What is something memorable you have heard from your readers/fans?

 

I honestly treasure every nice comment anyone has ever said about my work. But the messages I treasure the most are the ones where people reach out to tell me that a particular character touched them in some way. Writing is a very solitary process for the most part, so whenever I get a message like that it’s like, “Okay, I’ve done something good.”

 

What book that you have read has most influenced your life?

 

I don’t know if there is one book that has really influenced my life. Or, at least, there isn’t one that immediately comes to mind that I can point to and say, “Yes, that one.”

 

Do you have any new books coming out? If so, what are they about?

 

Eventually, yes. I am still working on finishing up my latest story, Pas de Deux, but my goal is to have it out in March. It’s another LONG one, though, so we’ll see if I can swing it. *sighs* I really need to learn how to write shorter stories. Anyway, it’s a kinda-sorta-not-really sequel to Symphony in Blue.Kinda-sorta in that it’s in the same universe, but not-really because this time the story is about Mallory moving past everything that went down in Symphonyand finding her happily ever after. There are two people in every failed relationship and two different stories about how the relationship got to that point, and while she was painted as the necessary villain in Gwen’s story, she wasn’t in her own and I hated leaving her where I did.

 

How do you take your coffee?

 

Like Maeve Dylan, I prefer my coffee to not taste anything like coffee. Usually a splash of flavored creamer (it’s peppermint mocha season!) and milk is enough, but I’ve also done the hot chocolate mix thing that I gave to Maeve.

Review of Heist by M. J. Duncan

Heist

When I saw that M. J. Duncan had a new book out, I was ecstatic. She’s one of my all-time favorite authors. Heist was a little different from her other books. It kept me on the edge of my seat wanting to know how the book would play out.

 

Here is a short blurb about the book:

Life is full of choices. Some are easy, others are more difficult, and then there are the ones that aren’t really choices at all. For Parker Ravenscroft, helping her brother always fell into that last category—risks be damned. All that changes when Sheridan Sloan re-enters her life. As their relationship grows from friendship to something more she’s forced to choose between her brother and her own happiness. Picking one over the other isn’t the end of things, however, because the ghosts of her past choices have the very real power to destroy the future she so badly wants.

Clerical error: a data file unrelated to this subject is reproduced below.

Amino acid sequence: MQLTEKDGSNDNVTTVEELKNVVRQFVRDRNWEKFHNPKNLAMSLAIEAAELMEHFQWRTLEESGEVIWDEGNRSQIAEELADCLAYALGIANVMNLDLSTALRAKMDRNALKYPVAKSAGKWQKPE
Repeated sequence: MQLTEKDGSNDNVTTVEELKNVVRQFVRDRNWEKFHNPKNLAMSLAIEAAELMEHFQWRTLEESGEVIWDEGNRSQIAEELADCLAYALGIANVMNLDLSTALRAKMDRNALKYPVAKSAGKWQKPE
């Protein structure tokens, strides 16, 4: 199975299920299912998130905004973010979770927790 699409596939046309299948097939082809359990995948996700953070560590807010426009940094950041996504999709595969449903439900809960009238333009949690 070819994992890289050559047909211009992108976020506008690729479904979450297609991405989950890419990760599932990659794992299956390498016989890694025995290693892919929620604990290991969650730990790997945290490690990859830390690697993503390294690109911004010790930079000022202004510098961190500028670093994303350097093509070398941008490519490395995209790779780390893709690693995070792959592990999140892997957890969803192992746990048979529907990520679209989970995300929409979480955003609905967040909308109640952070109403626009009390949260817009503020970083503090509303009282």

I was sucked into this book from the beginning. It reminded me a bit of a mystery novel in some respects. The way that Sheridan was looking for the thief while Parker was trying to hide her involvement in the heists. I also liked Parker’s motivation for stealing the books. She wasn’t doing it for the thrill or the money like a lot of thieves. Parker was doing it to help her brother. When he got too greedy, she knew when to step away.

 

The romance aspect of the book was phenomenal. I’m a sucker for a slow burn and this book delivered. The chemistry between Parker and Sheridan was electric. Even though Sheridan was an FBI agent and Parker was a criminal they fit together perfectly.

 

Kelly was one of my favorite characters. The way he gently teased Sheridan about her relationship with Parker really made the book for me. Also, the way he constantly was getting bested by the women in the FBI.

 

The one problem that I had with the book was the way that the conflict ended. It was kind of swept under the rug. Never really brought up again. I wish it had played out more and they were forced to deal with the consequences.

 

I would recommend this book for anyone who loves a slow burn romance.

 

Heist is available on Kindle Unlimited by clicking here.

Review of Forbidden Melody by Magnolia Robbins

Forbidden Melody

 

Honestly, I wasn’t sure how I would like Forbidden Melody by Magnolia Robbins. I am not a huge fan of teacher-student relationships. I always found the power dynamic a little creepy. But this book made change my mind.

 

Here is a short blurb about the book:

Emma Harvey is a brilliant and gifted young pianist, accepted into one of the most prestigious music conservatories in the country and prepared to do whatever it takes to accomplish her dreams of playing professionally. With a renowned jazz musician for a father and a world-famous mentor growing up, she is convinced her path is easy. Until her world is suddenly silenced when she loses her hearing.

 

Juliet Hamilton is a prodigy violinist. First chair for nearly fifteen years in the New York Philharmonic and a professor at the conservatory, she is engulfed in her career with no time for distractions. Especially not a beautiful young graduate student with a spirited personality that challenges her every step.